Analysing public data on offshore wind in Denmark, energy consultant Mike Parr concludes that existing offshore wind is already cheaper than gas-fired power plants. Future offshore wind farms will be cheaper still – and up to 60% less expensive than the proposed nuclear power plant at Hinkley Point C in the UK. This means, writes Parr, that government support for offshore wind can be quickly and substantially reduced.
Offshore wind is routinely criticized for being too expensive. It is true that some offshore wind farms are getting large subsidies. But that does not mean they are expensive. It rather means that their operators are making a lot of money. In fact subsidies can go down considerably and probably will, as I will show in this article.
In a previous article for Energy Post, I profiled developments in the Danish sectors of the North Sea and the Kattegat. In these two locations there are two modern wind farms: Dong Energy’s Horns Rev 2 (2011) in the North Sea and Anholt (2013), another Dong project, in the Kattegat. I showed that the Kattegat in particular represents a great opportunity for offshore wind, with very high capacity factors.
Just after finishing this article, the Danish Energy Agency announcedthat Dong’s Swedish rival Vattenfall had won the competition to build Horns Rev 3 (400MW) in the North Sea with a bid price of €103/MWh for 10 years. This is the amount that Vattenfall will get from the Danish government for that period. Furthermore there are plans for more farms both in the Kattegat (Saeby – 200MW) and the Baltic proper (Kriegers Flak – 600MW). The Danish offshore wind target is 1350MW by 2020.
Denmark publishes data on the monthly output of every single wind turbine onshore and offshore in the country. It also provides hourly data on the aggregate output of the offshore farms. This data facilitates a financial analysis of existing and future wind farms for Denmark and by extension for developments in the German sector of the North Sea. Note that the UK, which has the largest fleet of offshore wind turbines, does not provide any data on the production of individual wind farms, despite the extensive public support they receive.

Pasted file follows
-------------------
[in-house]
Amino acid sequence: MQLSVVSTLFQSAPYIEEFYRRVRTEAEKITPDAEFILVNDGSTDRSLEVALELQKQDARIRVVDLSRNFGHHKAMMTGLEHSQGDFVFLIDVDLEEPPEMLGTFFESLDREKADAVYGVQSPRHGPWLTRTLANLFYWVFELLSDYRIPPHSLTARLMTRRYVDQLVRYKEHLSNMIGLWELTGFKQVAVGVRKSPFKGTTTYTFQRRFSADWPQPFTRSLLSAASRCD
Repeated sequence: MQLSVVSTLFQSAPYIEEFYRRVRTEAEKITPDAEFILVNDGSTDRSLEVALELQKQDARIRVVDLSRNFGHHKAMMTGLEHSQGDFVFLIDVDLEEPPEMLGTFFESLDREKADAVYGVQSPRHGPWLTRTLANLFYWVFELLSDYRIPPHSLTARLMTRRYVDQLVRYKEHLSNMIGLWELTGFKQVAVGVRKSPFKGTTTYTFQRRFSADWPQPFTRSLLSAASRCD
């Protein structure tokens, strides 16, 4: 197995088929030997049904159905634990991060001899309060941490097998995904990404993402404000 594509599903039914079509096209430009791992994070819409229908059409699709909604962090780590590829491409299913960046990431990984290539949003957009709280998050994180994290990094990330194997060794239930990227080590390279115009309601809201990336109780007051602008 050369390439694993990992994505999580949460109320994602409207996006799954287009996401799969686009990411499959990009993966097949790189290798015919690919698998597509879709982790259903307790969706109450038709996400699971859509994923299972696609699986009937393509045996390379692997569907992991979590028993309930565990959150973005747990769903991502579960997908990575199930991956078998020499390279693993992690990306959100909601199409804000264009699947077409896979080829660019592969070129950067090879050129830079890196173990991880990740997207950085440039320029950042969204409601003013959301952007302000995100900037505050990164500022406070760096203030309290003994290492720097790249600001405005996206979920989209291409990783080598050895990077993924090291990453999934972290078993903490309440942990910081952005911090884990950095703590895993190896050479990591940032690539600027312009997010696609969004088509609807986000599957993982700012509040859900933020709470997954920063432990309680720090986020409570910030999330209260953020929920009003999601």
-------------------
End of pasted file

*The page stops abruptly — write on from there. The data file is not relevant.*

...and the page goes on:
When we analyse the available data, we can draw some interesting conclusions about the evolution of costs in offshore wind. Offshore wind turbines already appear to be cheaper than combined-cycle gas turbines (CCGT’s), although this is not yet reflected in the subsidies that the operators get.
The table below shows the main results of my analysis. Note that Anholt has been built, Horns Rev 2 is in planning and Saeby will soon be out for tender. The estimate for the capacity factor (CF) for Anholt in a normal year is around 77%, as I have explained in my previous article, but to be conservative I have assumed a CF of 65%. Horns Rev 3 will be built near Horns Rev 2 which has a known CF of 50%. Saeby will “enjoy” a CF similar to Anholt because of its location in the Kattegat.
Note that the bid price is what the operators get from the government for 10 years. These are guaranteed payments. After that, they can sell the electricity on the wholesale market. I have assumed a wholesale price of €25/MWh for a period of 15 years after the 10-year period is over. This is obviously an estimate, since nobody knows what the market price will be 10 years from now.
I have also assumed a discount rate of 5% (cost of capital/debt) for all projects. This is based on the cost for Dong to raise bonds. Investment costs of the projects are based on statements from the companies. I have made some other assumptions with respect to operation and maintenance costs. The net present value (NPV) represents the total revenues over the 25-year period minus the costs, with a discount factor of 5%. In other words, this is the profit the project makes recalculated as net present value.
As the table shows, Dong invested €1.355 billion in Anholt. With a capacity factor of 65%, a bid price of €140.00/MWh for 10 years, a wholesale price of €25/MWh, net present value comes out at between €763 and €1180 million. This represents an internal rate of return (IRR) of 21-25%. By year 6 the project will go (cumulative discounted) cash positive. By year ten when the €140/MWh finishes it will be €1bn cash positive.
Given these numbers it is not surprising that some Danish pension funds (PKA A/S and PensionDanmark )were keen to take part in the project! This is not to say that the subsidies were unjustified. They were probably necessary to get the offshore wind ball rolling. But the government’s support can be (and is being) reduced substantially for future projects.